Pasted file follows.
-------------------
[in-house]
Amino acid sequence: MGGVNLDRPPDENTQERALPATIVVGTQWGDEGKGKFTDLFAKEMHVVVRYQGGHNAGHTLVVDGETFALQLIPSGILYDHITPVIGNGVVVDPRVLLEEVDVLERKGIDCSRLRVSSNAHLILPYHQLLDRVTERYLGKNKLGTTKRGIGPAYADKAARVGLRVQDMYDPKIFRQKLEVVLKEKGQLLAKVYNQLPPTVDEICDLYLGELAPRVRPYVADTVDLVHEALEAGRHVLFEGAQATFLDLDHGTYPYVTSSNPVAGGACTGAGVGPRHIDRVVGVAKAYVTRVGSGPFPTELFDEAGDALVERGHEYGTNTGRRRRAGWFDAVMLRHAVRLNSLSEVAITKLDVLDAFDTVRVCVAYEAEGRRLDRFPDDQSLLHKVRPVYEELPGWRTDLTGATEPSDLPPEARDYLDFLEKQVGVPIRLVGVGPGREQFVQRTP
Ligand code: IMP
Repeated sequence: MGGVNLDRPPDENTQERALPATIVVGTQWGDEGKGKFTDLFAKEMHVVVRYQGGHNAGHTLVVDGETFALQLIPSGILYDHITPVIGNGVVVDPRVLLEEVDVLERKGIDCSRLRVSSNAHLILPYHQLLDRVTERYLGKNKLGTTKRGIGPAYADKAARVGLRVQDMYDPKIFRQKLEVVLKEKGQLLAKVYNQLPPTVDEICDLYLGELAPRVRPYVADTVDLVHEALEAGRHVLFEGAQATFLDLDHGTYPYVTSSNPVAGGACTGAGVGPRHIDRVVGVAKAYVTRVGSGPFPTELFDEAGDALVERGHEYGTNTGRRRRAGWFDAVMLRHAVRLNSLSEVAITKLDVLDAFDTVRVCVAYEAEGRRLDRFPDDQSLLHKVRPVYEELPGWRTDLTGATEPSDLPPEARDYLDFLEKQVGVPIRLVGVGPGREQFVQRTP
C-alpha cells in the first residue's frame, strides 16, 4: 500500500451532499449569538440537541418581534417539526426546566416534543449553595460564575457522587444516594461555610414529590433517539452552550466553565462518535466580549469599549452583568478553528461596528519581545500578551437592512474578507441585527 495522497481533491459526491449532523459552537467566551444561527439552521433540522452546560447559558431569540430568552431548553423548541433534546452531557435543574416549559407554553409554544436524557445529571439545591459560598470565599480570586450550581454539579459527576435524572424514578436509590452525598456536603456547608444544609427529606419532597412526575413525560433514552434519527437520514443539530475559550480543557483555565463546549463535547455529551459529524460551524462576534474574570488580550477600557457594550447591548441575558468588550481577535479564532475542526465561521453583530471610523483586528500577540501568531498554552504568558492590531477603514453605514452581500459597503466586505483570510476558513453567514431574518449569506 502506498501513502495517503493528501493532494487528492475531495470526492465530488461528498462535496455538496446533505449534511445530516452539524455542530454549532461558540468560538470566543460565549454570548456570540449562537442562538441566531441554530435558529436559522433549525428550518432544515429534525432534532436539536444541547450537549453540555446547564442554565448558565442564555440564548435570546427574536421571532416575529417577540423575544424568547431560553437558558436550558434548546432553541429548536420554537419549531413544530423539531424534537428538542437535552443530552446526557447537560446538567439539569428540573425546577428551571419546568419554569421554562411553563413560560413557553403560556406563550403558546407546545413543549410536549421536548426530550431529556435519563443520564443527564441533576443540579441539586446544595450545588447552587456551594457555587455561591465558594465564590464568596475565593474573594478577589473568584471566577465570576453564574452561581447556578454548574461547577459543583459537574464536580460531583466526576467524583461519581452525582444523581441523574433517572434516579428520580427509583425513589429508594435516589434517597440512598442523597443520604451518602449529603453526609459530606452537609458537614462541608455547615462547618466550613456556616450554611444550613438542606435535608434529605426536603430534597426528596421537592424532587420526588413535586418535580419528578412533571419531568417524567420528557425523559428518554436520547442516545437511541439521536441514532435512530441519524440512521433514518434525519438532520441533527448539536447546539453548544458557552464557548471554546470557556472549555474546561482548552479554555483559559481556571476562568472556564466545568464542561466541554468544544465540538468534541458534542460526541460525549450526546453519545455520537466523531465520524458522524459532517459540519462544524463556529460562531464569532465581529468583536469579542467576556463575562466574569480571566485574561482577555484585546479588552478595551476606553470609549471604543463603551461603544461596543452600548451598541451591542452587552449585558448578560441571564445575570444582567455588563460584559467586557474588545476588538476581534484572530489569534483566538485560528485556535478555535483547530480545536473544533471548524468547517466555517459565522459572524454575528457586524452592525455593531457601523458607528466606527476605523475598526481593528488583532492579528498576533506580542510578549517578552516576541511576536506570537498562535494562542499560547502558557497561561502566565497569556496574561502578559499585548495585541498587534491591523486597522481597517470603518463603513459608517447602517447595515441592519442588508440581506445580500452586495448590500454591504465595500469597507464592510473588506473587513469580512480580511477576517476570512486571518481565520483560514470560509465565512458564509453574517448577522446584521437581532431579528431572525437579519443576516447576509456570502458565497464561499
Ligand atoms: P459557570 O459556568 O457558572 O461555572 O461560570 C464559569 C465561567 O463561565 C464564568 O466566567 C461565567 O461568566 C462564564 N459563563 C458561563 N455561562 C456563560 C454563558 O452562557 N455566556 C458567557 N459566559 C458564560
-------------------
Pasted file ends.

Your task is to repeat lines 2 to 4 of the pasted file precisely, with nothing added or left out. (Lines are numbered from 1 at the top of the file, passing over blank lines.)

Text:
Amino acid sequence: MGGVNLDRPPDENTQERALPATIVVGTQWGDEGKGKFTDLFAKEMHVVVRYQGGHNAGHTLVVDGETFALQLIPSGILYDHITPVIGNGVVVDPRVLLEEVDVLERKGIDCSRLRVSSNAHLILPYHQLLDRVTERYLGKNKLGTTKRGIGPAYADKAARVGLRVQDMYDPKIFRQKLEVVLKEKGQLLAKVYNQLPPTVDEICDLYLGELAPRVRPYVADTVDLVHEALEAGRHVLFEGAQATFLDLDHGTYPYVTSSNPVAGGACTGAGVGPRHIDRVVGVAKAYVTRVGSGPFPTELFDEAGDALVERGHEYGTNTGRRRRAGWFDAVMLRHAVRLNSLSEVAITKLDVLDAFDTVRVCVAYEAEGRRLDRFPDDQSLLHKVRPVYEELPGWRTDLTGATEPSDLPPEARDYLDFLEKQVGVPIRLVGVGPGREQFVQRTP
Ligand code: IMP
Repeated sequence: MGGVNLDRPPDENTQERALPATIVVGTQWGDEGKGKFTDLFAKEMHVVVRYQGGHNAGHTLVVDGETFALQLIPSGILYDHITPVIGNGVVVDPRVLLEEVDVLERKGIDCSRLRVSSNAHLILPYHQLLDRVTERYLGKNKLGTTKRGIGPAYADKAARVGLRVQDMYDPKIFRQKLEVVLKEKGQLLAKVYNQLPPTVDEICDLYLGELAPRVRPYVADTVDLVHEALEAGRHVLFEGAQATFLDLDHGTYPYVTSSNPVAGGACTGAGVGPRHIDRVVGVAKAYVTRVGSGPFPTELFDEAGDALVERGHEYGTNTGRRRRAGWFDAVMLRHAVRLNSLSEVAITKLDVLDAFDTVRVCVAYEAEGRRLDRFPDDQSLLHKVRPVYEELPGWRTDLTGATEPSDLPPEARDYLDFLEKQVGVPIRLVGVGPGREQFVQRTP